COL Soil testing an essential tool

Establishing and using a soil testing program is essential to determine crop nutrient needs.

"Farmers should use soil test information before applying fertilizer, lime or manure,'' says Antonio Mallarino, Iowa State University agronomist. "Spring is a good time to soil sample established pasture or alfalfa fields before spreading commercial fertilizer, lime or manure.''

Mallarino recommends resampling every two years to four years at the same time of year and following the same crop.

It's important to prepare a soil sampling plan before testing in any field and formulate nutrient applications after interpreting soil test results.

Risk management booklet available


A new publication titled "Risk Management Toolbox for Specialty Crop Growers'' is available. One aspect of the publication goes into detail concerning the new Noninsured Assistance Program.

A specialty crop is defined as a crop that producers in certain areas can't insure through regular channels. Examples are fruits, vegetables, herbs and maple syrup.

The publication was co-authored by the University of Minnesota Extension Service and the Farm Service Agency.

It can be obtained from the MES Distribution Center at 1-800-876-8636.

Soil pH critical to alfalfa crop

Soil pH is one of the most overlooked principles of good alfalfa production, says Wayne Schoper, Brown County (Minn.) Extension educator.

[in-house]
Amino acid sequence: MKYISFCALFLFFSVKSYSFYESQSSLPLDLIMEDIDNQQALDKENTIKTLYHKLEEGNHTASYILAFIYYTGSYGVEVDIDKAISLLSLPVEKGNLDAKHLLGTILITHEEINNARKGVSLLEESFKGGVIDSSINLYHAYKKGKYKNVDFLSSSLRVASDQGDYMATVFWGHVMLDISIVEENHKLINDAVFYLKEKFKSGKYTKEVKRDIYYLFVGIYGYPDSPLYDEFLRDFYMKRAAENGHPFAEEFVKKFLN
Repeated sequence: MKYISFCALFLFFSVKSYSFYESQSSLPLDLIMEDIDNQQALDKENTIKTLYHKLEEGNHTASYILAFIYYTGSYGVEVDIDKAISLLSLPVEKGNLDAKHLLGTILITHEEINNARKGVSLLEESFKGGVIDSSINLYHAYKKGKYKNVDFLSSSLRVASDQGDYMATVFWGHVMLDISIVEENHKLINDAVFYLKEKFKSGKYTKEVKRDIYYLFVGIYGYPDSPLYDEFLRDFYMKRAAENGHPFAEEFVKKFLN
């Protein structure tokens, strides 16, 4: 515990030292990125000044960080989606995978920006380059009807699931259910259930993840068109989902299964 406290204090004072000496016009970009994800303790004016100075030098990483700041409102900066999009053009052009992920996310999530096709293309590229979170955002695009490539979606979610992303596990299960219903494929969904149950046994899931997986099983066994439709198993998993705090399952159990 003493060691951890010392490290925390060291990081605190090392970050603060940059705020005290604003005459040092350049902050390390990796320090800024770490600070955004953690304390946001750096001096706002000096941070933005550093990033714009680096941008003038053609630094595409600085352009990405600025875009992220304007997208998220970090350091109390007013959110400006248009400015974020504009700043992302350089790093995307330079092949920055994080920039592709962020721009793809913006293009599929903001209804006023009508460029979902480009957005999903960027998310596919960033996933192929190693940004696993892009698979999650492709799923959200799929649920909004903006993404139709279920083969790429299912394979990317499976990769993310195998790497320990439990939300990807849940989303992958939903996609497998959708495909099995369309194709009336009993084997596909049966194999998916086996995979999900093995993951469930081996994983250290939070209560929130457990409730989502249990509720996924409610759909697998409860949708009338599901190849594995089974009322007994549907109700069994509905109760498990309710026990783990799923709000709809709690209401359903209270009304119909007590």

Most soils in our areas have pH levels that are naturally in the 6.5 to 7.5 range, he said. Good alfalfa survivability needs a pH of 6.8 to 7. Growing alfalfa with less than optimum pH will restrict growth by up to 40 percent.

Don't skimp on fertilizer, Schoper said, especially potash. Alfalfa requires 58 pounds of potash to produce a ton of forage. Boron and sulfur are two additional micronutrients needed to maintain good yields.


Most native soils have good levels of these two nutrients, but Schoper recommends testing to make sure.

Ryegrass not best for upper Midwest

Ryegrass is promoted as the "wonder grass'' to solve all forage production problems, says Bill Halfman, Houston County (Minn.) Extension educator. The ryegrass being praised includes perennial ryegrass, Italian ryegrass, hybrid ryegrass and festuloliums.

Ryegrass has its place in some situations and not in others, he said.

Its major drawback is that it hasn't survived well in the upper Midwest. Two years is about as long as these ryegrasses will last in any quantity. For that reason, it doesn't make an acceptable species for a permanent pasture or hay field.

With the seed cost and extra maintenance required, it would be a very high cost pasture or hayfield with no advantages over some other mixes.

A base pasture of smooth bromegrass, orchardgrass or reed canarygrass with a 30 percent to 40 percent stand of alfalfa and clovers would be a much more economical choice, Halfman said.

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